>>> >> I suspect I've done something wrong but I don't know where to start
>>> >> looking.
>>> >> I'm concerned with this; as I'm comparing Camel to some other message
>>> >> routing solutions. This is making Camel take 40 times longer than the
>>> >> competition and I want to make sure I do a fair comparison.
>>> > We are currently rewamping the internal API in Camel 2.0 that leads us
>>> > up to a point where we can do performance improvements when Camel
>>> > routes exchanges.
>>> > Currently it does a bit of defensive copying when it moves message
>>> > from node to node. The revamped API lets us do some more clever stuff
>>> > there to improve the speed.
>>> >
>>> > So if you are testing, eg. JMS -> JMS and want it to be really fast
>>> > then of course pure JMS to JMS is faster than eg over Camel as its a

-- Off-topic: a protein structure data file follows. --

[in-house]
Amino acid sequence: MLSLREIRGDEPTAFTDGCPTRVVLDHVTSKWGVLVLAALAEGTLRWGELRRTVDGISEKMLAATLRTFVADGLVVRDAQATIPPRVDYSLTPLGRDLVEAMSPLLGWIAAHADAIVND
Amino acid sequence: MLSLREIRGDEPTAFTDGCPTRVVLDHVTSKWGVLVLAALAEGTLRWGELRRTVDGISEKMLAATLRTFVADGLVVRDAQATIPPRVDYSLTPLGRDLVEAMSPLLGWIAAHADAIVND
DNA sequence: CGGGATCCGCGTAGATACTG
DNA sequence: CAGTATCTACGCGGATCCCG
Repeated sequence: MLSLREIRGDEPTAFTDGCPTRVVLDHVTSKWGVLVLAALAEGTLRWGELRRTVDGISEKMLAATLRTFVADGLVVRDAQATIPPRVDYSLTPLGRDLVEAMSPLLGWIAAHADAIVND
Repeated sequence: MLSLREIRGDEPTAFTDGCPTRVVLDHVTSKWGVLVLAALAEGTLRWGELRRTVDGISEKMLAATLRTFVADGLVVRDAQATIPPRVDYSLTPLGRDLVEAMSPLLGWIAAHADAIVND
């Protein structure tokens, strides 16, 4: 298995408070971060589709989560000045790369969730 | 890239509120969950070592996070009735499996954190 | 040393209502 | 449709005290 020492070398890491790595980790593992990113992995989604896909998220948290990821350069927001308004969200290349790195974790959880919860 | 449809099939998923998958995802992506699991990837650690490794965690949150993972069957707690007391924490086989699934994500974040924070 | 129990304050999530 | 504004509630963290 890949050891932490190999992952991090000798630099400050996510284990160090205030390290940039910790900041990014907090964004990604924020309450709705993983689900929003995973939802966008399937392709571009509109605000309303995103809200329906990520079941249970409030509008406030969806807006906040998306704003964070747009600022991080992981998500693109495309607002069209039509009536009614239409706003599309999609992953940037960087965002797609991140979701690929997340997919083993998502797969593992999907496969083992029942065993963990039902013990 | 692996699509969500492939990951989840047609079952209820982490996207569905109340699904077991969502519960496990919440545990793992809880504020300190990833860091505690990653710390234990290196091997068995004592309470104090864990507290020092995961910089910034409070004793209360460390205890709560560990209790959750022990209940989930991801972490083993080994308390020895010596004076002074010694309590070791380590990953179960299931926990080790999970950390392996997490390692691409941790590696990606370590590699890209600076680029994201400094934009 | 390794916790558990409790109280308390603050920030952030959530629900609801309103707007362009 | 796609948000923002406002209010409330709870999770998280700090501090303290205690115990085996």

>>> > very flexible and transport/protocol agnostic framework. But
>>> > performance improvements is on our roadmap in 2.1.
>>> >
>>> >
>>> >> --
>>> >> View this message in context:
>>> >>
>>> http://www.nabble.com/Performance-and-MessageSupport.getBody-%281.6.0%29-tp22291841p22291841.html
>>> >> Sent from the Camel - Users mailing list archive at Nabble.com.
>>> >>
>>> >>
>>> >
>>> >
>>> >
>>> > --
>>> > Claus Ibsen
>>> > Apache Camel Committer
>>> >
>>> > Open Source Integration: http://fusesource.com
>>> > Blog: http://davsclaus.blogspot.com/
>>> >
>>> >
>>>
>>> --
>>> View this message in context:
>>> http://www.nabble.com/Performance-and-MessageSupport.getBody-%281.6.0%29-tp22291841p22292939.html
>>> Sent from the Camel - Users mailing list archive at Nabble.com.
>>>
>>>
>>
> 
> 
> 
> -- 
> Claus Ibsen
> Apache Camel Committer
> 
> Open Source Integration: http://fusesource.com
> Blog: http://davsclaus.blogspot.com/
> 
> 

-- 
View this message in context: http://www.nabble.com/Performance-and-MessageSupport.getBody-%281.6.0%29-tp22291841p22308896.html
Sent from the Camel - Users mailing list archive at Nabble.com.